Does European Development Have Roman Roots? Evidence from the German Limes

126 Pages Posted: 29 Jul 2015 Last revised: 6 Aug 2017

See all articles by Fabian Wahl

Fabian Wahl

University of Hohenheim - Department of Economics

Date Written: December 22, 2016

Abstract

This paper contributes to the understanding of the long-run consequences of Roman rule on economic development. In ancient times, the area of contemporary Germany was divided into a Roman and non-Roman part. The study uses this division to test whether the formerly Roman part of Germany show a higher nightlight luminosity than the non-Roman part. This is done by using the Limes wall as geographical discontinuity in a regression discontinuity design framework. The results indicate that economic development -- as measured by luminosity -- is indeed significantly and robustly larger in the formerly Roman parts of Germany. The study identifies the persistence of the Roman road network until the present as an important factor causing this development advantage of the formerly Roman part of Germany both by fostering city growth and by allowing for a denser road network.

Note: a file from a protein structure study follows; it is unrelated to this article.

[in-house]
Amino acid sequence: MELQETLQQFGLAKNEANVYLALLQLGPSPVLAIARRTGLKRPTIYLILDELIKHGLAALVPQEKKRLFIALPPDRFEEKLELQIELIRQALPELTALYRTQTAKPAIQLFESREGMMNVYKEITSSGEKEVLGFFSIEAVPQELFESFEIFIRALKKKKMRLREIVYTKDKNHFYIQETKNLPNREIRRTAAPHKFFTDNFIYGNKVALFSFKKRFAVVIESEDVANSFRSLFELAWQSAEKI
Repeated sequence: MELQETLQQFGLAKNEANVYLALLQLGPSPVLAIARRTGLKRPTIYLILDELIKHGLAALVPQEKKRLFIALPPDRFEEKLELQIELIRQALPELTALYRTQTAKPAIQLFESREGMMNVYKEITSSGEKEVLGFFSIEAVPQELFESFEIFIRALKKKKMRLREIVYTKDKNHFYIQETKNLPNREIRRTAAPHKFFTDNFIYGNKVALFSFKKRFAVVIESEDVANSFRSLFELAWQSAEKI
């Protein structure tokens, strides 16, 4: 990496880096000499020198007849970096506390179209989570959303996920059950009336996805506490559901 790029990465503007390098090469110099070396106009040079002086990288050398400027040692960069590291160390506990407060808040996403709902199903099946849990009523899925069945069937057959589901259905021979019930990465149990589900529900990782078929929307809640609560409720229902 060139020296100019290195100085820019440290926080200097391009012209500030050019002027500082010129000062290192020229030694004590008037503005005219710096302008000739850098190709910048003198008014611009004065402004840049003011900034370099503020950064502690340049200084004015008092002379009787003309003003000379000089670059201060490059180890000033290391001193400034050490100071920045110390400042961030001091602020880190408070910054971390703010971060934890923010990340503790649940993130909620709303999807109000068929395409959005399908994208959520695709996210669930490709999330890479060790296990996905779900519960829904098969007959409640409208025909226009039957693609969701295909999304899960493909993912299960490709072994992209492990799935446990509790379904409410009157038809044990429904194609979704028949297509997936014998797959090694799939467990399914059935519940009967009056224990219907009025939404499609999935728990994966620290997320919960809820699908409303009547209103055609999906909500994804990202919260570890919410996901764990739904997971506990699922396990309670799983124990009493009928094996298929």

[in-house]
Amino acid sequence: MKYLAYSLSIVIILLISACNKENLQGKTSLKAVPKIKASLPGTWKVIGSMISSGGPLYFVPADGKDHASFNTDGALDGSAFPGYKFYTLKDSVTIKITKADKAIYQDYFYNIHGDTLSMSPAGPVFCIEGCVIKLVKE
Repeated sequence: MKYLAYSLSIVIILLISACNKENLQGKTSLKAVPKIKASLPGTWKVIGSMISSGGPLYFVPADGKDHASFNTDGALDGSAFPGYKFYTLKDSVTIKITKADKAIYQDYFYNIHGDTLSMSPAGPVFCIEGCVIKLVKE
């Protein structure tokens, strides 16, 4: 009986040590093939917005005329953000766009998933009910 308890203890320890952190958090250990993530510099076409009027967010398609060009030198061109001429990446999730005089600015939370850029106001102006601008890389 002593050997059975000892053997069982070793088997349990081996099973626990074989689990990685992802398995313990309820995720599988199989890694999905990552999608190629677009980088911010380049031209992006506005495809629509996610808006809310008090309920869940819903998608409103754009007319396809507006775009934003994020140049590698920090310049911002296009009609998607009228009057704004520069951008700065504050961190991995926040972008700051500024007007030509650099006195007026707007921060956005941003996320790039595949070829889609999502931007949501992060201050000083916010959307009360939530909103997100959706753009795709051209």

Keywords: Roman Empire, Economic Development, Germany, Boundary Discontinuity, Transport Infrastructure, City Growth, Persistence

JEL Classification: N13, N73, O18, R12, R40

Suggested Citation

Wahl, Fabian, Does European Development Have Roman Roots? Evidence from the German Limes (December 22, 2016). Available at SSRN: https://ssrn.com/abstract=2634348 or http://dx.doi.org/10.2139/ssrn.2634348

Fabian Wahl (Contact Author)

University of Hohenheim - Department of Economics ( email )

Wollgrasweg 49
Stuttgart, 70599
Germany
+49711-45924405 (Phone)

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